Several miniature shots in A NIGHT TO REMEMBER  were actually re-used scenes originally featured in the 1943 German version, overseen by the Nazi regime.  The shots were often optically flopped to appear new., with this shot appearing in the 1951 Fox version as well!!  Many thanks to my pal Roger Todd for bringing all of these to my attention - the man's a genius when it comes to maritime miniatures in films.

Bill Warrington's model work from A NIGHT TO REMEMBER.  I read that the effects budget amounted to a mere 90'000 pounds on this show.

Unlike the Fox film, the Pinewood production doesn't muck around with subplot and extraneous padding and gets straight to the point, and stays there.  Here is an almost identical model-process shot to the 1953 film where the iceberg shatters across the deck.
Side by side frame comparison of the engine room flooding miniature sequence shows that several effects cuts from the 1943 German version of the tragedy were in fact reused for the 1958 British version, usually flopped in the optical printer.

The effects techniques applied appear to be the same for both films, with what appears to be motorised model lifeboats perfectly integrated with the larger sinking cruise liner.

Miniature Titanic interiors are flooded and then rear screen projected by Rank's resident process expert Charles Staffel.

Rare shots of the miniature tank shoot at Pinewood.  many thanks to my pal Roger Todd for being so helpful with these and other great behind the scenes imagery.

The pictures here would suggest that the model is around 30 feet in length.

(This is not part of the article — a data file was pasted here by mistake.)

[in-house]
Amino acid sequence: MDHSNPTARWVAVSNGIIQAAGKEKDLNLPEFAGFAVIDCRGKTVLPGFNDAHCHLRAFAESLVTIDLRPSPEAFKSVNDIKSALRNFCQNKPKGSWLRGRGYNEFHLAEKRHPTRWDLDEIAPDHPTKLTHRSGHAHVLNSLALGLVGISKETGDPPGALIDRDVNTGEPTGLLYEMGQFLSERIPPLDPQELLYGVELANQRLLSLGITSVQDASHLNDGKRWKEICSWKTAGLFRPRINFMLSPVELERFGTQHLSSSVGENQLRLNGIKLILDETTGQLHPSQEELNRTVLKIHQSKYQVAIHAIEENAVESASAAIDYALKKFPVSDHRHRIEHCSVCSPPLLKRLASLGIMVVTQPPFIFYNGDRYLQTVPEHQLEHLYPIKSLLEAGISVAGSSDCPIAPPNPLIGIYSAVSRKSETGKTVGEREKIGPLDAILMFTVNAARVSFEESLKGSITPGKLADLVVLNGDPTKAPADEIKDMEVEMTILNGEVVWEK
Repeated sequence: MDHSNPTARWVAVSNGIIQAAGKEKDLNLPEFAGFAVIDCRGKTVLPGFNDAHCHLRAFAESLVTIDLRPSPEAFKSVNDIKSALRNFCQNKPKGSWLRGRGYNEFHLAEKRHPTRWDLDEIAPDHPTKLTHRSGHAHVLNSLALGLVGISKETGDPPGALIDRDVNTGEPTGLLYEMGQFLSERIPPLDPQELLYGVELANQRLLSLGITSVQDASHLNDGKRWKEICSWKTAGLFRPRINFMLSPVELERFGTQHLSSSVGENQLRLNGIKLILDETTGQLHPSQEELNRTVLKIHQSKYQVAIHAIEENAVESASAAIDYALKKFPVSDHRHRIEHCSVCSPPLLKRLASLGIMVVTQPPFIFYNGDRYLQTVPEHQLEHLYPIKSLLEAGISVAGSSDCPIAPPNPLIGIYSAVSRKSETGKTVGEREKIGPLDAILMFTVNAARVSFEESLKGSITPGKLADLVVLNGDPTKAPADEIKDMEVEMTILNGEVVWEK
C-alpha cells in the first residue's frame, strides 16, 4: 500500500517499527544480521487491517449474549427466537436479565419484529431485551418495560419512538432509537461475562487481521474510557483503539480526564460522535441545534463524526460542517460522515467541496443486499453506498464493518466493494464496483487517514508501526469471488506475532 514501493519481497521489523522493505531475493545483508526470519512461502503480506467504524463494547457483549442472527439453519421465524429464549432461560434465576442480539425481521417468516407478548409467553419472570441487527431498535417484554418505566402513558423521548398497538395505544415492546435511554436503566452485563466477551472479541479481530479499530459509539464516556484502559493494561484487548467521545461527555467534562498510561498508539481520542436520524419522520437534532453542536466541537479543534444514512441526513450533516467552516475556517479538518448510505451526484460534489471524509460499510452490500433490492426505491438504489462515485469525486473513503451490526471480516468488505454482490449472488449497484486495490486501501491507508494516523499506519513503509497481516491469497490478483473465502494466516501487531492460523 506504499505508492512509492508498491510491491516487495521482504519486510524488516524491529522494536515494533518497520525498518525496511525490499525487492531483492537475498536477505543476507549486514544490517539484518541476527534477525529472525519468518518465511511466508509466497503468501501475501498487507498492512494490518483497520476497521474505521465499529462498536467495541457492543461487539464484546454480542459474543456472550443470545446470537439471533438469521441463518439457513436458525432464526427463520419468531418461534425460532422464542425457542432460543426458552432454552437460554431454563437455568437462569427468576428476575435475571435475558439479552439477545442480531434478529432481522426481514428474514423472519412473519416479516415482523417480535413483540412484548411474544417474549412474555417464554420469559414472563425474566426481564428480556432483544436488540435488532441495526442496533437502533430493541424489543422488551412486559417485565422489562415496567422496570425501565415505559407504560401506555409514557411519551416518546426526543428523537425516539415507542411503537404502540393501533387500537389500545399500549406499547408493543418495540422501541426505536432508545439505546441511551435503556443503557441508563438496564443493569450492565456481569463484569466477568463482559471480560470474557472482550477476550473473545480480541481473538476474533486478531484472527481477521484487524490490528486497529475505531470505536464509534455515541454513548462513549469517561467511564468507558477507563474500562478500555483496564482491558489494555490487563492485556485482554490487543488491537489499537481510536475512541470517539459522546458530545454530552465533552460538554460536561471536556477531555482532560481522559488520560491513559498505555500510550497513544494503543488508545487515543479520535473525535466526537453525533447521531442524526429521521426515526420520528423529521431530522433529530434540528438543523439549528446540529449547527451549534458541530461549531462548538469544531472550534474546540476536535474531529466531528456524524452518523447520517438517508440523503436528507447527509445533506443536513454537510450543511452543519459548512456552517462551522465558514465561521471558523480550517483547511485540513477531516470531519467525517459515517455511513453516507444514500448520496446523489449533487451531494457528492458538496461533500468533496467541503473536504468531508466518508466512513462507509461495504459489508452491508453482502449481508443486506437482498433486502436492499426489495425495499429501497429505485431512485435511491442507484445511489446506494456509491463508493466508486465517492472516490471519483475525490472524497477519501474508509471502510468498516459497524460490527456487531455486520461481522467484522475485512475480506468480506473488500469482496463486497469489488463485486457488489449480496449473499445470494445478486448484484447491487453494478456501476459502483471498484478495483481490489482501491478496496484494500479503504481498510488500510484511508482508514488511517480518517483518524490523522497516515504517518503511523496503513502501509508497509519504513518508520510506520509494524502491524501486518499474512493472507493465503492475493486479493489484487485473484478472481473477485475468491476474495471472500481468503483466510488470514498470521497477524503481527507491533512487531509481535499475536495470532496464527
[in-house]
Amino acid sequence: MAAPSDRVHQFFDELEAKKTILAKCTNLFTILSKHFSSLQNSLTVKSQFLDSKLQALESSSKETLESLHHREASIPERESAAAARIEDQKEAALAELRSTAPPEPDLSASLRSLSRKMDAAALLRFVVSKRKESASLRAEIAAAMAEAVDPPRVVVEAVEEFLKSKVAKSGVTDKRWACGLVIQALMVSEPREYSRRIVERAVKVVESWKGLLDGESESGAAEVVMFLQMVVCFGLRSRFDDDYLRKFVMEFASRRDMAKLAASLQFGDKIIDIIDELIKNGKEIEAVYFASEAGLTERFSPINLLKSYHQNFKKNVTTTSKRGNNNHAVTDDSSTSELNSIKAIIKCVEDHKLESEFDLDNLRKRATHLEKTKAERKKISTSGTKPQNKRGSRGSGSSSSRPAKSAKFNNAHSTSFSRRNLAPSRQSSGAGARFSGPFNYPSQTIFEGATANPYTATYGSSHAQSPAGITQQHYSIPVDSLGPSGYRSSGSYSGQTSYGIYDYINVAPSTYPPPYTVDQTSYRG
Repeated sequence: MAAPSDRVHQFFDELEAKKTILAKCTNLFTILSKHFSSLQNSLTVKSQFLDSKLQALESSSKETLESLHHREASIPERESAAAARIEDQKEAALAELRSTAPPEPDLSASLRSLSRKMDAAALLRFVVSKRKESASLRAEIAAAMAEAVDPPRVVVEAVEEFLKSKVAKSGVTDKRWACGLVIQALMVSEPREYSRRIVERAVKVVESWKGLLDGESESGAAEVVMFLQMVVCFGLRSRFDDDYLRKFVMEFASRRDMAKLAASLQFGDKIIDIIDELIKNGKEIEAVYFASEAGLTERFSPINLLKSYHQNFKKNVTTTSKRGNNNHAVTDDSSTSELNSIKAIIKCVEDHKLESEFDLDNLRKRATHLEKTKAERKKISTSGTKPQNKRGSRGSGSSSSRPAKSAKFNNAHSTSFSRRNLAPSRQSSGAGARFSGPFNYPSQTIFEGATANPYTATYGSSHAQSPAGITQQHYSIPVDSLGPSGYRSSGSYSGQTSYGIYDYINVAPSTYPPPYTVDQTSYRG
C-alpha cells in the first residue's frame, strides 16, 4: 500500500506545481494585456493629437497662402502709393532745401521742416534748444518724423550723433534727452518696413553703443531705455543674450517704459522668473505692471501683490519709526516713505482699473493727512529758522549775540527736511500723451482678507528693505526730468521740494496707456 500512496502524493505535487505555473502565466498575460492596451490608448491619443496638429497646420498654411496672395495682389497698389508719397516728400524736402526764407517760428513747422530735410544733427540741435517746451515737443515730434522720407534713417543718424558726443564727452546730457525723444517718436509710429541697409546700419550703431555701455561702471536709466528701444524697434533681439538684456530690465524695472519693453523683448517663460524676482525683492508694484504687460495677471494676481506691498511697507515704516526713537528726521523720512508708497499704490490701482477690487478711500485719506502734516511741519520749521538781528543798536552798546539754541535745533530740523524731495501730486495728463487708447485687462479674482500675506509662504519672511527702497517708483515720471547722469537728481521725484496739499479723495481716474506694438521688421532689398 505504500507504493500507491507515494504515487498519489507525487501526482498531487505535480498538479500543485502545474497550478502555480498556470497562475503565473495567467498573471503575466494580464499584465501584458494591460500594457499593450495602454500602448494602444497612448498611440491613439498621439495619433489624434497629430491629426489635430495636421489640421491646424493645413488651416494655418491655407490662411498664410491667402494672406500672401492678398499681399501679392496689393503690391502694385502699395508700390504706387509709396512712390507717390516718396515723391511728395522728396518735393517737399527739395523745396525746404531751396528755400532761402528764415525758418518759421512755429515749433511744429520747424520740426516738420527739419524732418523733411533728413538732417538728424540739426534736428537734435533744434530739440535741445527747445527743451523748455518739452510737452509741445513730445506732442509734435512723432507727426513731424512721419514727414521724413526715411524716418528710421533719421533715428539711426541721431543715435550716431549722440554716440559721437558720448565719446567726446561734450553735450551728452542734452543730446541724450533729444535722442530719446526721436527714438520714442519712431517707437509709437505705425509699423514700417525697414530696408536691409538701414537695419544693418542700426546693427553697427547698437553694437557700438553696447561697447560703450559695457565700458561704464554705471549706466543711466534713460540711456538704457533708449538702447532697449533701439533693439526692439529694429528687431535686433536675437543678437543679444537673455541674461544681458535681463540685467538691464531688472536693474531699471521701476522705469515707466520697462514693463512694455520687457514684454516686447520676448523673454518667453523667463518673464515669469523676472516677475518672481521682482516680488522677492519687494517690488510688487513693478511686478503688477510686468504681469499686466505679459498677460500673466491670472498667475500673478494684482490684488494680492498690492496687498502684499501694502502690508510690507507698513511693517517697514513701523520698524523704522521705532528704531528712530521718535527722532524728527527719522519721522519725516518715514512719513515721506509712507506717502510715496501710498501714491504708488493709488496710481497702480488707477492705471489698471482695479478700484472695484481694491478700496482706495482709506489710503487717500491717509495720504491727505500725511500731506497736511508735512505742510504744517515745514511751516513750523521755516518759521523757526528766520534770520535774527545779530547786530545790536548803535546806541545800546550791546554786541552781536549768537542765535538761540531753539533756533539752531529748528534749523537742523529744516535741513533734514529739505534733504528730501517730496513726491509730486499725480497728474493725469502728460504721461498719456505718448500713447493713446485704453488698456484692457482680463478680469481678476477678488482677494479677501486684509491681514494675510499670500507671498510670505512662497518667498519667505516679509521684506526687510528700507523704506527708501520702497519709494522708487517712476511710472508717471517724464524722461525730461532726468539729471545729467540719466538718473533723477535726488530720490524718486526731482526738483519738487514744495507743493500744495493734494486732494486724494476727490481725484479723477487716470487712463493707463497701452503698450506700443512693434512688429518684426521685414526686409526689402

More wonderful photographs of the miniature Titanic set up with technicians giving a good sense of scale here.

Miniature tank at Pinewood with what appears to be a completely cut away right hand side of the ship to facilitate electrical wiring and internal lighting requirements.

"The unsinkable Titanic.... well, you, er"

And down she goes to the icy, pitch blackness some 2 miles below.  The lower left frame is probably a travelling matte composite by either Vic Margutti or Bryan Langley, both key exponents of the blue screen process in Britain.

Although there is a one hour behind the scenes documentary on A NIGHT TO REMEMBER  I've sadly never managed to see it, with this one off frame from some on set fx footage all I have to show the miniatures and technician.

Monday, 16 May 2011

Ellenshaw sets sail - Treasure Island, Horatio Hornblower and Swiss Family Robinson matte shots

Blog update:  I've added several new pictures and made some corrections to a few captions from the past.  Of note are some wonderful John P.Fulton effects shots from the totally insane Olson and Johnson 1941 farce HELLZAPOPPIN.  Among the many gags are a unique bit where the boys come across a Russell Lawsen painting (as an actual piece of art), pick it up and gawk at it while the live action element materialises within the painting and helps to explain the plot!!!  The bizarre, indescribable nature of this film - arguably years ahead of it's time - makes such a joke seem quite at home.  Also from HELLZAPOPPIN I've posted a number of terrific Fulton frames from another off the wall set piece whereby our heroes lose the upper and lower halves of their respective bodies and decide to join forces by reforming as 'one' man - though with the lower half being the wrong way around(!!!)  Virtuoso optical work in a lengthy and absolutely brilliant SFX sequence where huge amounts of work would undoubtedly have been required by Universal's resident optical maestros Ross Hoffman and Millie Winebrenner to pull these scenes off.  There are also some new pics of John with miniature airplanes and an amazingly rare original Technicolor lab order requisition for WONDER MAN effects elements signed by Fulton himself.  From all reports Fulton was impossible to work with, but my admiration for his incredible achievements just goes on and on.  To see those shots, click here.
Additionally I've added some rare pics of the actual miniature rowboat complete with puppets of Gregory Peck and crew from MOBY DICK - still a great film with equally great effects work. Click here for this.